Now you are confusing me (1st paragraph) :p

2nd paragraph: when DHS started requiring passports for ALL travel by anyone from the US to Canada and Mexico, some people found out that they did NOT need a passport for PR and might have inferred that PR belongs to the US. I would not go any further than that when assuming what Americans should know about their own country and its territories.

Btw, I think Puerto Rico statehood would be great.
 
#76
Now you are confusing me (1st paragraph) :p

2nd paragraph: when DHS started requiring passports for ALL travel by anyone from the US to Canada and Mexico, some people found out that they did NOT need a passport for PR and might have inferred that PR belongs to the US. I would not go any further than that when assuming what Americans should know about their own country and its territories.

Btw, I think Puerto Rico statehood would be great.
First pagragraph. Some examples of incorrectly thought as "exclusive to America" that are commonly brought up by Americans:
1. Free Speech
2. Nation of Immigrants
3. Poor historical treatment of blacks.
4. Diverse population/citizenry
5. Rule of Law

Some things I've found nowhere else:
1. Playing the national anthem at local/regional sport events.
2. Diversity of food establishments within a single city (particularly more so now than in the 90s when I moved to USA)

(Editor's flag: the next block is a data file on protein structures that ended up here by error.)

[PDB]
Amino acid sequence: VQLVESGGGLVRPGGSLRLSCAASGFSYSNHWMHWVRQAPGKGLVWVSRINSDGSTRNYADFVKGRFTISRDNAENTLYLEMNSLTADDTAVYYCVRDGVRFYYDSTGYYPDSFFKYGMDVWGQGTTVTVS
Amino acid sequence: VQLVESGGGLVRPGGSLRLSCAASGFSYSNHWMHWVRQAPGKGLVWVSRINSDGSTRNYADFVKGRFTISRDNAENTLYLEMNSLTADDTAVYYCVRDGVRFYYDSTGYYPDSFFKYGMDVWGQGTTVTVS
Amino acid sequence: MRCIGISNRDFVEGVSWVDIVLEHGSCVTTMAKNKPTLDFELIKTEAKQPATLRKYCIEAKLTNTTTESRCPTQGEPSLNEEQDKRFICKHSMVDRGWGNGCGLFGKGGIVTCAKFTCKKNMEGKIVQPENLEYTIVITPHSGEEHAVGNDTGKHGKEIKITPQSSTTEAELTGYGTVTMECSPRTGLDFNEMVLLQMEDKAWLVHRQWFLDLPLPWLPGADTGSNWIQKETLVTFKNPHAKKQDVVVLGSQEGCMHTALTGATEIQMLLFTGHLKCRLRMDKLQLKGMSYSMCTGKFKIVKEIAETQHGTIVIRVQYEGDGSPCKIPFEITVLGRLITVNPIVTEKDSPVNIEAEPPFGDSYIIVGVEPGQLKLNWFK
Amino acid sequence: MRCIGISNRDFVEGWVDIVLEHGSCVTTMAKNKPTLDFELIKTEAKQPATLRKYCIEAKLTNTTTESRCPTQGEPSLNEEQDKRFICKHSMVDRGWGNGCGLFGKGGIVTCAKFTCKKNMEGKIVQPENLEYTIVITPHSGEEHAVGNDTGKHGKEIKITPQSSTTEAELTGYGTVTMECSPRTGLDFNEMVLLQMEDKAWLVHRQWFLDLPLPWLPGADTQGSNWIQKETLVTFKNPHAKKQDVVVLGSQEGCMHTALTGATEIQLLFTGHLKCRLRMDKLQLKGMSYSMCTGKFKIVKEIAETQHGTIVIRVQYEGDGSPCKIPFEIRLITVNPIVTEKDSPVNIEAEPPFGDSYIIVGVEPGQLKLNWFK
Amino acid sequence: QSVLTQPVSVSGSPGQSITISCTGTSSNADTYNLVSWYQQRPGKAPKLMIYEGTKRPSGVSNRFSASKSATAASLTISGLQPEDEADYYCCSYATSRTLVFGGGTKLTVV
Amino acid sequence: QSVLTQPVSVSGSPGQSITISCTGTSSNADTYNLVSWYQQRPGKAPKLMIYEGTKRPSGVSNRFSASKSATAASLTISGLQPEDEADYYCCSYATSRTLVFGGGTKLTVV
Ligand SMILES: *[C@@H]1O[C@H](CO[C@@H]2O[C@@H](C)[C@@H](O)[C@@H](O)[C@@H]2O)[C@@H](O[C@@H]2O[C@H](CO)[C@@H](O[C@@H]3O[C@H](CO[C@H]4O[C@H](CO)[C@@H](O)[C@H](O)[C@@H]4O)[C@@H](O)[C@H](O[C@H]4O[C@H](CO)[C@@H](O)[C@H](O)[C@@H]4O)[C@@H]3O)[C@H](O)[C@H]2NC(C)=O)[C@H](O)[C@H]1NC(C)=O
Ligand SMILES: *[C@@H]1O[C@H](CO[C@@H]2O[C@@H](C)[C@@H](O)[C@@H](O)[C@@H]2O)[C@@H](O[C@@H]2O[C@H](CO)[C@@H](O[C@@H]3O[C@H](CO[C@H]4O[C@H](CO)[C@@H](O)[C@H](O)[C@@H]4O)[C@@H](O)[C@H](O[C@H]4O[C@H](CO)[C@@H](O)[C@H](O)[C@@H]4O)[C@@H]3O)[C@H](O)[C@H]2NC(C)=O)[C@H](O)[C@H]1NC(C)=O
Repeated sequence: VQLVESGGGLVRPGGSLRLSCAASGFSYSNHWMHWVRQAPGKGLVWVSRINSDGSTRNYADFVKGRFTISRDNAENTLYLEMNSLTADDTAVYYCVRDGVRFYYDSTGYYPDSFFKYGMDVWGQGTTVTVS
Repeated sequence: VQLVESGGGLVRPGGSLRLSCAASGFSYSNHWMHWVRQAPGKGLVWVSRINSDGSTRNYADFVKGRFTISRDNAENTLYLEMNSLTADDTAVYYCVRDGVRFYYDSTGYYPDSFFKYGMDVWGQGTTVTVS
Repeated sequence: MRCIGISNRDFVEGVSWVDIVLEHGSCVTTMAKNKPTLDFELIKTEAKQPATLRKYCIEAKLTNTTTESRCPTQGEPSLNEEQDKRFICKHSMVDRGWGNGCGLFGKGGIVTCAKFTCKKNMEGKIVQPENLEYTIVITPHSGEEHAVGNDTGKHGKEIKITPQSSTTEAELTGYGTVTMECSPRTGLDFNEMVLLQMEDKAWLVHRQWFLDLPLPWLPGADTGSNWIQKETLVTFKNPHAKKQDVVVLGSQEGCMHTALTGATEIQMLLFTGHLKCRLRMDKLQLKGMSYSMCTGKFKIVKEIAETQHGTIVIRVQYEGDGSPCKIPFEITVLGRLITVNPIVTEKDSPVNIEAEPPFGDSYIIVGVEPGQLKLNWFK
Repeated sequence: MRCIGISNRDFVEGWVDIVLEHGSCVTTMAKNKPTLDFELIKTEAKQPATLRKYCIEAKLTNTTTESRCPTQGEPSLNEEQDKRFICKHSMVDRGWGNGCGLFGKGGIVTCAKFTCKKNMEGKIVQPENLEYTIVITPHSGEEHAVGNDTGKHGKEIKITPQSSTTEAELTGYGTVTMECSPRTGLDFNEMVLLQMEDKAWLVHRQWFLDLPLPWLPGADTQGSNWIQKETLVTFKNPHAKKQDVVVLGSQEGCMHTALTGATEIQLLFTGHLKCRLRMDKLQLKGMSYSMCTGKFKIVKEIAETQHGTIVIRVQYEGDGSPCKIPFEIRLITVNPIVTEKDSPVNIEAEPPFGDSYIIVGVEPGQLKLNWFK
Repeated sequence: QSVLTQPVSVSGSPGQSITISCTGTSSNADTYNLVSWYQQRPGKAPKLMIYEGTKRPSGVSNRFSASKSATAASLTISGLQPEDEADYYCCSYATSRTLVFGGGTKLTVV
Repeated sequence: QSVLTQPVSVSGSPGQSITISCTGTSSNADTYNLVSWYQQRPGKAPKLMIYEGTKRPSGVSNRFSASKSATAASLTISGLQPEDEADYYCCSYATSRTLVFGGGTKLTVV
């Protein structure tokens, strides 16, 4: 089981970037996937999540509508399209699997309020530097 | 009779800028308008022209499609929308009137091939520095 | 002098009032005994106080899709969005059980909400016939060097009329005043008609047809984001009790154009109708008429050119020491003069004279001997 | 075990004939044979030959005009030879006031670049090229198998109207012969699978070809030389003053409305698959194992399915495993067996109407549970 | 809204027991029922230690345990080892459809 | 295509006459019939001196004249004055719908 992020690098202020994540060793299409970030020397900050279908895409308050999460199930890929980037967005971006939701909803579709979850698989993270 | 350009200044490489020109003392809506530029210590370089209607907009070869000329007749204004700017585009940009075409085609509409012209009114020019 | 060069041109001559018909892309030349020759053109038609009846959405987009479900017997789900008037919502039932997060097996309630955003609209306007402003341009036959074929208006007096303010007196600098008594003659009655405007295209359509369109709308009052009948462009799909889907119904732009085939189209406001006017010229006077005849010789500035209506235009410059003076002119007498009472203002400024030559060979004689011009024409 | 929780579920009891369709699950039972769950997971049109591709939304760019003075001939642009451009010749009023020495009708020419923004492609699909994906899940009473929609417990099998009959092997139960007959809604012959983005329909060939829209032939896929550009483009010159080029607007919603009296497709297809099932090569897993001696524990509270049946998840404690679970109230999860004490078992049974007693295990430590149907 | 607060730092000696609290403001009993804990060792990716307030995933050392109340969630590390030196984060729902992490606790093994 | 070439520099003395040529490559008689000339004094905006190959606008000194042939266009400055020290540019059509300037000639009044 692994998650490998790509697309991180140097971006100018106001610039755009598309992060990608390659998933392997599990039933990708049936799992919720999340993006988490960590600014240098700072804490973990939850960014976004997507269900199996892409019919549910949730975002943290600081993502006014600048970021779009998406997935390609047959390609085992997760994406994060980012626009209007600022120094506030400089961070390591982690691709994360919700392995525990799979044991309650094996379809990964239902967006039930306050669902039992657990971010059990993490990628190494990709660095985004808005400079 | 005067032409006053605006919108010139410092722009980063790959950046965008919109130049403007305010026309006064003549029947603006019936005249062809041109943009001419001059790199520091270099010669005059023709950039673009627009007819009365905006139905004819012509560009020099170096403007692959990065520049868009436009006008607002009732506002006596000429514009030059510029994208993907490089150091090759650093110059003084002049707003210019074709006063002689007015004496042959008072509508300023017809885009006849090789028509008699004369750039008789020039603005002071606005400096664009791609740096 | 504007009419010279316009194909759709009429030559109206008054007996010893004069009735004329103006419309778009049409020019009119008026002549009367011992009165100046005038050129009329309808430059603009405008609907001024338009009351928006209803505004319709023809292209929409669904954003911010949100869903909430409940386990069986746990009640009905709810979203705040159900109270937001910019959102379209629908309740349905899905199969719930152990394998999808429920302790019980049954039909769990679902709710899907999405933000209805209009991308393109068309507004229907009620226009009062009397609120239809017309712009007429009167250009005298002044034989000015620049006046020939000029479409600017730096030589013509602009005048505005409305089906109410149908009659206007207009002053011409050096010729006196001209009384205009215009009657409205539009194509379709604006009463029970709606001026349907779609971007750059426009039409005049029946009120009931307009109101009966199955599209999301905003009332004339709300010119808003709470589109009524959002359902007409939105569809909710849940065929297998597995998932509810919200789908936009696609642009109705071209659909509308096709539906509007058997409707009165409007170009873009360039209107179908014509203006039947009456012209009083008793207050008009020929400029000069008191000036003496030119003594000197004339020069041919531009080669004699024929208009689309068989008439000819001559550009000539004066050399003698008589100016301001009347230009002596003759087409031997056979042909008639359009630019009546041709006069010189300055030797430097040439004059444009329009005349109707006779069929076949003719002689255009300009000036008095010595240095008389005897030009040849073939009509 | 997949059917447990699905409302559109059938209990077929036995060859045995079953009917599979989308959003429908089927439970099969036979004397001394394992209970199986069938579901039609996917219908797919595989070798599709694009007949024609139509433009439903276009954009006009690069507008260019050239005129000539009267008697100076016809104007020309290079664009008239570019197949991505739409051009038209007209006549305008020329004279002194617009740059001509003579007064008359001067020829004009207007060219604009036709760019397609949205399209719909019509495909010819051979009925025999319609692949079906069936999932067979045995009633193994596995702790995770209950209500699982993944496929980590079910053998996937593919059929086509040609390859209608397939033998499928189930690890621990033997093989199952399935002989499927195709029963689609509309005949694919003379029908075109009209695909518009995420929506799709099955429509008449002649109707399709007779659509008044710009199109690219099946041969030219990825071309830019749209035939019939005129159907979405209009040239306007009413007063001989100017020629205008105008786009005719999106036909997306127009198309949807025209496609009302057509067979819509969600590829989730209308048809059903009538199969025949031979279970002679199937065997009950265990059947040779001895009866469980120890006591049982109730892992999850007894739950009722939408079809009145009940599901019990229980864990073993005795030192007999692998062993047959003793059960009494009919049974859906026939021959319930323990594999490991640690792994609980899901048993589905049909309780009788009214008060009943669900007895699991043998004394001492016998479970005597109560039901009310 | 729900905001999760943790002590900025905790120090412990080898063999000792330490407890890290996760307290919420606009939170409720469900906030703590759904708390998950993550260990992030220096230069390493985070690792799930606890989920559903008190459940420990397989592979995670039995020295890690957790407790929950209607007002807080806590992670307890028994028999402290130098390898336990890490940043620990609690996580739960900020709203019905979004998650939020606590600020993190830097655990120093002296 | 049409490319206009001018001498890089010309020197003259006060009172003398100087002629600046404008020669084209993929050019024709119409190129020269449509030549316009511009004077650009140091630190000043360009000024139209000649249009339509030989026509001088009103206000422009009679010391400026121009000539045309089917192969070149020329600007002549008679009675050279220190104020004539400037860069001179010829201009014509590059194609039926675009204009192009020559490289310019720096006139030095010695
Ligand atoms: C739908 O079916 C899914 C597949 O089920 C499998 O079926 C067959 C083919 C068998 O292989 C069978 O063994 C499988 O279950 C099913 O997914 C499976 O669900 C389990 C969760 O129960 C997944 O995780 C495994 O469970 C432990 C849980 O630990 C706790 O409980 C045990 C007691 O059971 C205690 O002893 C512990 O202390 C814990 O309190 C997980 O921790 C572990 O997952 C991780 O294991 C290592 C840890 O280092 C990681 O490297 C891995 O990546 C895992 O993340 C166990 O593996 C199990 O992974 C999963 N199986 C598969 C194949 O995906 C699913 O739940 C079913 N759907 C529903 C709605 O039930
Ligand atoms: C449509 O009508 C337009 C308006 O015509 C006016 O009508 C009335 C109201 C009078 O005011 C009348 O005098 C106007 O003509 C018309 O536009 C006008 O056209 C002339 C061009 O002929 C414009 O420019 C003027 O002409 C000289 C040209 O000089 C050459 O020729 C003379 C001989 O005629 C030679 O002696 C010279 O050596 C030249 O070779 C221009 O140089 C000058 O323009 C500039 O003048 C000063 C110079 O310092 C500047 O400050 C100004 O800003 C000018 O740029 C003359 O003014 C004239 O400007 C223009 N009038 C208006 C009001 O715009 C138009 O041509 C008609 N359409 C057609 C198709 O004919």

3. Entepreneurs (did I misspell :( ) and inventions. It's absolutely mind blowing the amount of first in America things within the past 100 years.
4. High religiosity for such a wealthy country.
5. A "Black History Month" that exclusively shows Black History in USA, VS Black History of the whole world.

Second Paragraph. WOW, so some people only kind of figured it out after a public announcement by DHS! I moved away from Puerto Rico as a teenager and am unlikely to move back there, so I'm somewhat divested from its political future. I think the status quo only works for large scale American corporate interests, and that precisely because of that, it will be challenging to change it, whether that change ends up being statehood or greater/full autonomy. BTW, what's crazy is that it's the likely Trump/Republican voters in Puerto Rico who want statehood most, while actual Trump/Republican voters in the US also seem to be the most against Puerto Rico becoming a state.
 
#77
Btw, I think Puerto Rico statehood would be great.